something unique. No longer does it mean susceptibility; it means, on the contrary, the readiness to stand up
and fight even though one knew one was vulnerable. It
has to do with military valor which demands risking
one’s life, being totally exposed. The girls were kept
covered because it meant they were protected, not exposed to risk. The connection of this manly nudity to
the nudity of the gods is, in addition, crucial: the gods could be
Bare because they relied on themselves.
Authors of the Classical period eventually looked
back at the custom and offered rationalizing explanations for an institution whose significance had altered
from religious and rite to civic.82 The Greeks did

tifying signs of the athlete. A storyline features the sloth of the
people of Sybaris,who saw the athletesof Krotondiggingup
the palaestra and wonderedwhy they did not hire workers
to http://www.thoun.com (Poliakoff[supran. 54] 12-13,
80 Aeschin. In http://wwwthoun.com/most-popular/ . 138; mentioned in M. Golden,
“Slaveryand
Homosexuality,”Phoenix 38 (1984) 319, who thinks slaves
were actually banned from entering the palaestra. For a
similar law in Crete, view Arist. Pol. 11.19: Cretans give

Gymnasticsand war are mentionedtogether also as something normallyforeignto girls:supra, text and n. 85.
81 For transformationof earlier institutionsand values, see
Similar transformation,
from spiritual to civil, took place, e.g., in the theater, or in
the polis, with the use of the lot.

not totally understandthe origin or the development
Yet they had to clarify it, as a peculiarity that exemplified in a visible manner and confirmed in activity the difference between themselves
and everyone else, a difference of which they were
Intensely aware. We’ve seen that they attributedthe
origin of fit nudity to the 15th Olympiad, in the
The first
But the custom spread gradually, and after, into
everydaylife. Such a gradualdevelopmentcan describe
the statement of Thucydides (1.6)-echoed after by
Plato (Resp. 5.452a-e)-that athletic nudity had become universal in Greece “shortlybefore his time.”
These writers were referringto the normalizationof
nudity in real life, to its civic worth,not to its
First appearancein religious ritual and artwork.
Thucydides saw the custom of exercising in the

phantly been supported at Athens shortly before his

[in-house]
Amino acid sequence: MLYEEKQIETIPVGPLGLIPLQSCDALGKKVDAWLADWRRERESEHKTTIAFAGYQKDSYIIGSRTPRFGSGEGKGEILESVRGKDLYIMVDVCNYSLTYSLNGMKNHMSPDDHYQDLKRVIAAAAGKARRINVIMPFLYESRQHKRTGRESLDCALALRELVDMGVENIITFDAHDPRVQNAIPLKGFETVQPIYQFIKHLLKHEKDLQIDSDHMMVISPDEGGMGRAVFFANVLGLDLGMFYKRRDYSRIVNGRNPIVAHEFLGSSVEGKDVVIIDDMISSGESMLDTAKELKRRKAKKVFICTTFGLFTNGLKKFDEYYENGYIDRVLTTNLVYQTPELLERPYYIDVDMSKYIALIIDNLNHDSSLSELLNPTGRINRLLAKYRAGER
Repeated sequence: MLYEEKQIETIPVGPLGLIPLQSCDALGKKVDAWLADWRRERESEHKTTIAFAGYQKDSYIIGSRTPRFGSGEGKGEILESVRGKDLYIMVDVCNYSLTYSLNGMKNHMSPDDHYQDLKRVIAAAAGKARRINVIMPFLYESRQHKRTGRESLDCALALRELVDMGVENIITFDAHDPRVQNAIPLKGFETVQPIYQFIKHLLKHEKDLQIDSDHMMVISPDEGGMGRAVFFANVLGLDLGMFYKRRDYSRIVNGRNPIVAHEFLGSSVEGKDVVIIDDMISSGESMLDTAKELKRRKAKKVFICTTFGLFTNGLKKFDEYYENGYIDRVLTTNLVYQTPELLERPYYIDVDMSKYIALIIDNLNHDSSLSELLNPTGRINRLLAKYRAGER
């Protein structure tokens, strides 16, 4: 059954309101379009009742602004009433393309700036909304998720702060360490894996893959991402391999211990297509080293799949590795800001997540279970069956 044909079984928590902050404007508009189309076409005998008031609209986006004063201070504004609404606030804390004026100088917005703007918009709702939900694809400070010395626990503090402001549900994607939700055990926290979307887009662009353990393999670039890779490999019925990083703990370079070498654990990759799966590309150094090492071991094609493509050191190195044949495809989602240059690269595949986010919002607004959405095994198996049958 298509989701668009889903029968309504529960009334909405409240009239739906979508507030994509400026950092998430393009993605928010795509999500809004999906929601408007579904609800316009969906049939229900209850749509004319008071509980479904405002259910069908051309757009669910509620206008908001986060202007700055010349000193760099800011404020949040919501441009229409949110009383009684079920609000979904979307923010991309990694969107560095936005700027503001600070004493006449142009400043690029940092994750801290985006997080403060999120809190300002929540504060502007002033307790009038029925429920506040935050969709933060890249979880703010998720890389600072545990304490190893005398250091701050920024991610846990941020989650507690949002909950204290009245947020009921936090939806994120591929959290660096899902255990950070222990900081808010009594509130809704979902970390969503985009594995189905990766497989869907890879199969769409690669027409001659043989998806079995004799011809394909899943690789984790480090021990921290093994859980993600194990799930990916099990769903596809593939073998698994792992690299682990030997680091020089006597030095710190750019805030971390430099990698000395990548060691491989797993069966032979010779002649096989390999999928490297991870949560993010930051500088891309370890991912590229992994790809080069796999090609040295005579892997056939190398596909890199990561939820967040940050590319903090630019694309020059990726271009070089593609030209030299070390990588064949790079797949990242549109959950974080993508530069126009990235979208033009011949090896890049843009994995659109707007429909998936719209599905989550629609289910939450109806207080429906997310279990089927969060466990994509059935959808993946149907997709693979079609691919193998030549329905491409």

time, after the Persian Wars. The introduction of fit nudity into the regular life of the gymnasium
freer, easier, more democratic, according to Thucydides.
himself in preparation for military service. A Greek soldier must be in shape: he must be thin and muscular,
not portly and prosperous.
except the
Greeks-who declared their status and riches by
wearing lavish garments that gave an impression
of elegance and authority.”83
While Thucydides clarifies Greek nudity in the
Circumstance of democracy, Plato describes it as an effect of
the logical, rational manner of thinking of which the
Greeks were so proud.84 In a passage in which he obviously has the Spartan model in mind, Plato imagines
the scenario that would appear if women were to have
If, then, we use the women for the same things as the
men, they must also be educated the same things. Now
music and gymnasticwere givento the men. These two
arts, and what has to do with war, must be assignedto
Manners. Possibly,comparedto what is habitual,many of
the matters now being said would look ridiculousif they
were done as is said.
the girls working out nude with the men in the palaestras, not only the young ones, but even the older
ones, too, like the old men in the gymnasium who,
when they are wrinkledand not pleasantto the eye, all
the same love gymnastic.-By Zeus, he said, that
would seem ridiculousin the presentstate of things. Well, since we have started to speak, we must not be
Fearful of all the jokes-of whatever sort-the wits
might make if such a change took place in gymnastic,
in music, and not the least, in the bearingof arms and
But since we have started to talk,

tiated society like that of early Greece attention must be
paid to a wide variety of signs, from myths and philosophic utopias to anecdotes on the physical appearance,
Part…

Advertisements